As a child, say till Class 8, I always topped the class. I could remember the names and dates, or answers to every possible question even without knowing their contexts and that came in handy. From memorizing the fact that Kalidasa penned Meghdoot (without even knowing who that person was or what that text was about) to writing a letter in a particular format, I could do it all and I would fare well in the exams. My initial forays to get familiar with conceptualized knowledge includes the slide I made on “peeling an onion” so as to see its cells in our biology lab. Earlier, we had only read about the process in our textbook with diagrams. It never made sense to me. When I actually made a slide by cutting the onion, followed by extracting the peel and adding chemicals/solutions such as safranin and glycerine to make it more visible, guided by the teacher, that is when I understood the actual meaning of learning. It embedded the fact within me – ‘If you read something you should be able to see (and do) it within your surroundings’.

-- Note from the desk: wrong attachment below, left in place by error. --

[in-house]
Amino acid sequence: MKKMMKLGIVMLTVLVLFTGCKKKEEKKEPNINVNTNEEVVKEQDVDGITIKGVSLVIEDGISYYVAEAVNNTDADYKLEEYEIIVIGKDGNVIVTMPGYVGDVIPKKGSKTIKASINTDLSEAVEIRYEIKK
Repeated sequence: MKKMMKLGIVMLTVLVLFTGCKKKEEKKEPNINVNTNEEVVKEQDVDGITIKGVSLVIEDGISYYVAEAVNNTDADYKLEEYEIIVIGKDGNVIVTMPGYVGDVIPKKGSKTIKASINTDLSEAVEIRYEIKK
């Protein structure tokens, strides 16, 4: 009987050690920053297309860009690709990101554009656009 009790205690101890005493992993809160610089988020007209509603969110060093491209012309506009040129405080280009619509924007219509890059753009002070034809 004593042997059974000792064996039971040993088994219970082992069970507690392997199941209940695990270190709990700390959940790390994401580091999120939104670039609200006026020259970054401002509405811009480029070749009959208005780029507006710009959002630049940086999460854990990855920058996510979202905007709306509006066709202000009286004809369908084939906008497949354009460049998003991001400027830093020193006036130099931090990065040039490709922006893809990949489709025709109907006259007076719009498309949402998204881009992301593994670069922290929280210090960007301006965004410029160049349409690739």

Later, I went on to enroll myself to D.el.ed (Diploma in Elementary Education) for I didn’t get admission into DU and my parents always wanted me to be a primary school teacher like them. During that time, we studied a subject – “information technology” and I began to understand theoretically how technology can be used within a classroom. My teachers never used technology in teaching and I actually believed that mugging up those huge explanations would boost my scores in the examinations. No one told me otherwise even while teaching in schools and designing lessons for the classes as part of that program. The phase passed and I became a language mentor during my graduation after a chain of rigorous interviews and workshops. I started facilitating my mentees from the first year of graduation in developing their language skills. One fine day, I explained the format of critical analysis to them. I explained it many a time giving examples on the board. I then gave them an assignment to critically analyze any of the poems from the choices provided. Everyone submitted their assignments in the next class successfully copying the analysis from several websites. This saddened me. I had tried my best to explain the concepts in the class. I then came up with the idea of using videos to explain the same concept in the class. “Leave the critical analysis, let’s watch a video” I said. I played the TED talk – “I’ve lived both as a man and woman” by Paula Stone Williams, where she says, “I was a CEO of a large religious non-profit organization, the host of a national television show, I preached in mega churches, I was a successful white American male.” The opening sentence itself struck them since they were listening to a woman. They were laughing at the instances where Paula was being sarcastic as they too could relate to the Indian counterparts in terms of gender differences and roles.